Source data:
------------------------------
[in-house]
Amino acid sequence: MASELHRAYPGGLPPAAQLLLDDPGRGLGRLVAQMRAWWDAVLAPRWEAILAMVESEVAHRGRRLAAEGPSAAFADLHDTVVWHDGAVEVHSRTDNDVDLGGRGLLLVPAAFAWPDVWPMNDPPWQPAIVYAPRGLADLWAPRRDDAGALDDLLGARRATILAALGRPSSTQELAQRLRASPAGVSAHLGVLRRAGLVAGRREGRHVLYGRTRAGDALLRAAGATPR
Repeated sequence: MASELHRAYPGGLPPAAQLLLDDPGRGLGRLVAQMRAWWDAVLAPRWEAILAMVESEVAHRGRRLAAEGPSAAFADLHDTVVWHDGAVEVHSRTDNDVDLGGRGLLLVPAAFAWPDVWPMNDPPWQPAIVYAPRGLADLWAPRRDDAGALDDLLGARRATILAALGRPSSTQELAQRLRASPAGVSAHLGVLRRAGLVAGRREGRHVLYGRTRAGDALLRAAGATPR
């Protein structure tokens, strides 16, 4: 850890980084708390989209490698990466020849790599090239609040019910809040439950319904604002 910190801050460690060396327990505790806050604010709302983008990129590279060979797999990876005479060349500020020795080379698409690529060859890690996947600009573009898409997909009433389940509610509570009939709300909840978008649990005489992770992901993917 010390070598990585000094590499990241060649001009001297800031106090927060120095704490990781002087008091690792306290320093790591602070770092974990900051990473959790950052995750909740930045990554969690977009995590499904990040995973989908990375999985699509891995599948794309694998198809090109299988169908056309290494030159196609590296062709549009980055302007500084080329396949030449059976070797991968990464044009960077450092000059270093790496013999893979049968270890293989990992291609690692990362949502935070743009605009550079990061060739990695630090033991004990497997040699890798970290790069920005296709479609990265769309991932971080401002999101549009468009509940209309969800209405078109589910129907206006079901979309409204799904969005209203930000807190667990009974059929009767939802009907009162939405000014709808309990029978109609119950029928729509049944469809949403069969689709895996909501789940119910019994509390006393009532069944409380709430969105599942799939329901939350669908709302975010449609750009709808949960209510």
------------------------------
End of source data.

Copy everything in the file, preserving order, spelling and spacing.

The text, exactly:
[in-house]
Amino acid sequence: MASELHRAYPGGLPPAAQLLLDDPGRGLGRLVAQMRAWWDAVLAPRWEAILAMVESEVAHRGRRLAAEGPSAAFADLHDTVVWHDGAVEVHSRTDNDVDLGGRGLLLVPAAFAWPDVWPMNDPPWQPAIVYAPRGLADLWAPRRDDAGALDDLLGARRATILAALGRPSSTQELAQRLRASPAGVSAHLGVLRRAGLVAGRREGRHVLYGRTRAGDALLRAAGATPR
Repeated sequence: MASELHRAYPGGLPPAAQLLLDDPGRGLGRLVAQMRAWWDAVLAPRWEAILAMVESEVAHRGRRLAAEGPSAAFADLHDTVVWHDGAVEVHSRTDNDVDLGGRGLLLVPAAFAWPDVWPMNDPPWQPAIVYAPRGLADLWAPRRDDAGALDDLLGARRATILAALGRPSSTQELAQRLRASPAGVSAHLGVLRRAGLVAGRREGRHVLYGRTRAGDALLRAAGATPR
């Protein structure tokens, strides 16, 4: 850890980084708390989209490698990466020849790599090239609040019910809040439950319904604002 910190801050460690060396327990505790806050604010709302983008990129590279060979797999990876005479060349500020020795080379698409690529060859890690996947600009573009898409997909009433389940509610509570009939709300909840978008649990005489992770992901993917 010390070598990585000094590499990241060649001009001297800031106090927060120095704490990781002087008091690792306290320093790591602070770092974990900051990473959790950052995750909740930045990554969690977009995590499904990040995973989908990375999985699509891995599948794309694998198809090109299988169908056309290494030159196609590296062709549009980055302007500084080329396949030449059976070797991968990464044009960077450092000059270093790496013999893979049968270890293989990992291609690692990362949502935070743009605009550079990061060739990695630090033991004990497997040699890798970290790069920005296709479609990265769309991932971080401002999101549009468009509940209309969800209405078109589910129907206006079901979309409204799904969005209203930000807190667990009974059929009767939802009907009162939405000014709808309990029978109609119950029928729509049944469809949403069969689709895996909501789940119910019994509390006393009532069944409380709430969105599942799939329901939350669908709302975010449609750009709808949960209510």